When selecting an extension cord for use with a power tool or high-powered machine, cord length is not the only thing that should be considered. Improper use of extension cords can easily cause appliances to overheat and can lead to fire, according to Northbrook, IL-based Under-writers Laboratories Inc.
Before choosing a cord, UL reminds users to check the gauge. The gauge of a wire relates to its thickness and the total wattage rating the cord can handle. Thicker cords can power higher wattage appliances and will be marked with a lower gauge rating. The current capacity of the cord also diminishes with length.
The wattage necessary to power a tool should be available either on the tool itself or in the manufacturer’s booklet. If you are using one extension cord to power two tools, be certain to add the wattage rating of both tools together to determine the necessary gauge for your cord.
Also, be sure that the extension cord you select is suitable for outdoor work, if necessary. Using an indoor cord outdoors could lead to electric shock and create a fire hazard.
Additional extension cord safety tips:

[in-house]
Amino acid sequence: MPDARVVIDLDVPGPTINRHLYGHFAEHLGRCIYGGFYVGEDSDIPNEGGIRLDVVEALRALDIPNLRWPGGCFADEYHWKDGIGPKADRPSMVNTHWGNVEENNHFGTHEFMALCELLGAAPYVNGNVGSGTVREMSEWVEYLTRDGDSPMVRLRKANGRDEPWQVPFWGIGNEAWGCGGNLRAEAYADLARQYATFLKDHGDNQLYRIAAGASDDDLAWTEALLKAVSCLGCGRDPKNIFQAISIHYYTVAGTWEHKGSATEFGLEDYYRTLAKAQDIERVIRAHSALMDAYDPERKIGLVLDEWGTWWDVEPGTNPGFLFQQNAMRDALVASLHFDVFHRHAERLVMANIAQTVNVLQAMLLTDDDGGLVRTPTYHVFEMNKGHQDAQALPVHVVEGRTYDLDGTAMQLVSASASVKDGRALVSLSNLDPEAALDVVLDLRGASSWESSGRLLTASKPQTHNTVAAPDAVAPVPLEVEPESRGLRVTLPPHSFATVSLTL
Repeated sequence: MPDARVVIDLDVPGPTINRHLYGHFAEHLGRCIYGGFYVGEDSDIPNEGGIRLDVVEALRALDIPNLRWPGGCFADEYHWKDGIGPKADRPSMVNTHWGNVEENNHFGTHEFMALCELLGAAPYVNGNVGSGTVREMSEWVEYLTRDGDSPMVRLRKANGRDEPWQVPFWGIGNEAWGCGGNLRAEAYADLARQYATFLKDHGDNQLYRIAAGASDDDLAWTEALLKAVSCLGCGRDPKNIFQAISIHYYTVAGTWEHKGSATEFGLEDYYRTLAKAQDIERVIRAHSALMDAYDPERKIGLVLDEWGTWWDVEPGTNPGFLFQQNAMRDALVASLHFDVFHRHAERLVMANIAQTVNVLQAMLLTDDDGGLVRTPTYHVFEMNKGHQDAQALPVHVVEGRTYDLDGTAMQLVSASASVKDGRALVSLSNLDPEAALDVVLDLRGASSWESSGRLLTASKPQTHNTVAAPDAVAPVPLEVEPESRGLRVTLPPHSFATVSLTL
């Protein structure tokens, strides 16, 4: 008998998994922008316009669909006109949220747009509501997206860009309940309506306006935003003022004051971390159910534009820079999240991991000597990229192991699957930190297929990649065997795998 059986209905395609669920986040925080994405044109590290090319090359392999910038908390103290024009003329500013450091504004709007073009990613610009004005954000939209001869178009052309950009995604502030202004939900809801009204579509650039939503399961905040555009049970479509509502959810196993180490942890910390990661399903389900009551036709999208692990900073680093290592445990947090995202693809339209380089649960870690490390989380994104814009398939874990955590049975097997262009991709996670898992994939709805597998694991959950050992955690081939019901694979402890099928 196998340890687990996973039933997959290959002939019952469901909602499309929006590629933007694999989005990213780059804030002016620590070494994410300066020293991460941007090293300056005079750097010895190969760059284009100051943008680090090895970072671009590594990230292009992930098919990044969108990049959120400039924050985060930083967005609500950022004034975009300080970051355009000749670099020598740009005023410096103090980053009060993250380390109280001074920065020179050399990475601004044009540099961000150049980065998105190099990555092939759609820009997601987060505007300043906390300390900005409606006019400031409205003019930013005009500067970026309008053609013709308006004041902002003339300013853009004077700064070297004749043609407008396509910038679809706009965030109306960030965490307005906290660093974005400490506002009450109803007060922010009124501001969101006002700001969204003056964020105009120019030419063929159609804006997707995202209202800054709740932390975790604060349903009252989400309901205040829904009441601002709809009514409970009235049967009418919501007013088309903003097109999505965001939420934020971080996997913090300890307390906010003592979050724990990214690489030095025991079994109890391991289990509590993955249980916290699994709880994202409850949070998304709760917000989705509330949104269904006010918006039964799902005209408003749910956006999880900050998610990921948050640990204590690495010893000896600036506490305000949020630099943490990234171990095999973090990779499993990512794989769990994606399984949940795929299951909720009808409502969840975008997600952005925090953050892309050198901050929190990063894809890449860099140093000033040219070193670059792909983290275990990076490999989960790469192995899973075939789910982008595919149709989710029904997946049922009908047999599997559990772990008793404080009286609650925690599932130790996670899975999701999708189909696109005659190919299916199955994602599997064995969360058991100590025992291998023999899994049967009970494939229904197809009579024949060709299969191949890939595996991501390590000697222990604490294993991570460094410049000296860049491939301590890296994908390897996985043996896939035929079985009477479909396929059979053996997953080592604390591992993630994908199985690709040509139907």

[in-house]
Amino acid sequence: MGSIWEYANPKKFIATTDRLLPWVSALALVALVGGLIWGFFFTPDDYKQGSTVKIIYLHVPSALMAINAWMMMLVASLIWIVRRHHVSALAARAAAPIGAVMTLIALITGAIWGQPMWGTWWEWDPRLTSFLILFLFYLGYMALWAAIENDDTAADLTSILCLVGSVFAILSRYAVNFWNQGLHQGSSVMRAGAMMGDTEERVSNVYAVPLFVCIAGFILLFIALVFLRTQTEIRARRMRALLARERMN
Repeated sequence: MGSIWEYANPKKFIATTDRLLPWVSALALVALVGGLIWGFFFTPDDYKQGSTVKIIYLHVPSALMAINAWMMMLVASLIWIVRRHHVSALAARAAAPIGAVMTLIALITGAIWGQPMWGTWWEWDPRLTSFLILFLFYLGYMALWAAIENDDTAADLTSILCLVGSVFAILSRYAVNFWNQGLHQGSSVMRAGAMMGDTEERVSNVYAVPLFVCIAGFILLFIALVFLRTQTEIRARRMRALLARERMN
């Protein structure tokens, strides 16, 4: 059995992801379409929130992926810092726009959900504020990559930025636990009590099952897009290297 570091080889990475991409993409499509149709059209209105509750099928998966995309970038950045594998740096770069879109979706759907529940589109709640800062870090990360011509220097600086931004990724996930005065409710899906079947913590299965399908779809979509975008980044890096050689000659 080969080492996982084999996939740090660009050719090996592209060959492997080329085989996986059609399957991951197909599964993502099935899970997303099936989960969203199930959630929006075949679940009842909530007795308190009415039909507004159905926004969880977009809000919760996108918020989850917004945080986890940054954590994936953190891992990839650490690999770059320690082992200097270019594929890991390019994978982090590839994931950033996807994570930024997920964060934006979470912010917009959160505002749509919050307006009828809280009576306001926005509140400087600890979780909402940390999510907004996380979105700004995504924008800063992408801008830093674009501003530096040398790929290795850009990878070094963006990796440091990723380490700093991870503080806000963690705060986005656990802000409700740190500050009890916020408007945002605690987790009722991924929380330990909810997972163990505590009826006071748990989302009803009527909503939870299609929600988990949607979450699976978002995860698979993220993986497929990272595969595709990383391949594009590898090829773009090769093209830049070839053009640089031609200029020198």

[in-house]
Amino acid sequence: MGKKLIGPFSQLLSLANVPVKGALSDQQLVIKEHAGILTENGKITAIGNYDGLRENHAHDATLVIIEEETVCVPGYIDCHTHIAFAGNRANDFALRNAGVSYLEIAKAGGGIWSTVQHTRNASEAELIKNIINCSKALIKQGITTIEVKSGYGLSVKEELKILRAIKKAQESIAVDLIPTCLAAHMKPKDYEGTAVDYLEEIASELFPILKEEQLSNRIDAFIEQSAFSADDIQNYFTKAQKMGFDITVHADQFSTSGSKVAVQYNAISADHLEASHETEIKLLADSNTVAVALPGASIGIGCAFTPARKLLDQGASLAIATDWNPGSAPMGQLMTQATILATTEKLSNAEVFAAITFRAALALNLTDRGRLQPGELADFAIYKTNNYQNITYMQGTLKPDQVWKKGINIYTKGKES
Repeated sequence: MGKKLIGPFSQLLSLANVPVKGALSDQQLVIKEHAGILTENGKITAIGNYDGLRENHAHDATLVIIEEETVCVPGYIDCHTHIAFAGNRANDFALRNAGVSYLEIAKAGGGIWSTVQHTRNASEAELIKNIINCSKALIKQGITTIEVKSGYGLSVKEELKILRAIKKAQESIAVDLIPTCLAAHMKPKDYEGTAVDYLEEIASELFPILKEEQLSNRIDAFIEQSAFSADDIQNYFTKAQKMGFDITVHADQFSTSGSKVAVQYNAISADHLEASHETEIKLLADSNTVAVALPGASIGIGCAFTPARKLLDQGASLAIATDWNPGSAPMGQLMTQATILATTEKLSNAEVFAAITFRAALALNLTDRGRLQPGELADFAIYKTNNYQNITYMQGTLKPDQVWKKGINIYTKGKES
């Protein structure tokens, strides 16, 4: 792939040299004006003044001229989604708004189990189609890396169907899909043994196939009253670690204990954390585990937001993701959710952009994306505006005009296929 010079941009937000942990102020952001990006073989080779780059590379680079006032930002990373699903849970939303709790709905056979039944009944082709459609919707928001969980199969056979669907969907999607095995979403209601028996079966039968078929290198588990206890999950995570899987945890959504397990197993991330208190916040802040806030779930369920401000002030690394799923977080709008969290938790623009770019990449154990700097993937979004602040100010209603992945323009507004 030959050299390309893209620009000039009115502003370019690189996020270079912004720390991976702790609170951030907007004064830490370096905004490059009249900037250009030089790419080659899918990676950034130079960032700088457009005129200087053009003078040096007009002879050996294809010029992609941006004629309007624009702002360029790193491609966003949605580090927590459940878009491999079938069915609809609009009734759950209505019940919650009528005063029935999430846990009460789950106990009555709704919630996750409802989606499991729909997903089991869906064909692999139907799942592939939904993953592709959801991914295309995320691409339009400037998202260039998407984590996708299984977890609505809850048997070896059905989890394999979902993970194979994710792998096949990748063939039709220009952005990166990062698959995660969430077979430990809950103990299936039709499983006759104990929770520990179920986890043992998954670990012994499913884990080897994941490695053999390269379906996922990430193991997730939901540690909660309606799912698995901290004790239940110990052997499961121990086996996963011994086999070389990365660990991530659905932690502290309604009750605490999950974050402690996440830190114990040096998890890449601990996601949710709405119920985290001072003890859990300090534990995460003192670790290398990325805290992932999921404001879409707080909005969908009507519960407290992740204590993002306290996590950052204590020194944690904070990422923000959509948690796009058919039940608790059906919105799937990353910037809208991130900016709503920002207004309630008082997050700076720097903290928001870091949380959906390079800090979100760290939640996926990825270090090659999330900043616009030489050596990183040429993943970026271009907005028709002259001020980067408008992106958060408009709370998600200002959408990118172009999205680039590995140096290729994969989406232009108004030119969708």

- Always look for an independent testing laboratory’s
certification mark on the extension cord, which indicates it has been tested for safety.
- Store all cords indoors when not in use – outdoor
conditions can lead to deterioration over time.
- Always unplug extension cords when not in use. The cord will continue to conduct electricity as long as it is plugged into the wall.
- Inspect extension cords before use, discarding any that are cut or damaged. Even a single exposed wire can lead to severe burns and is a fire risk.
- Most cords have polarized plugs – one blade that is wider than the other. These are designed to prevent electric shock by properly aligning circuit conductors.
If a plug does not fit, do not force it. Have a qualified electrician install a new outlet.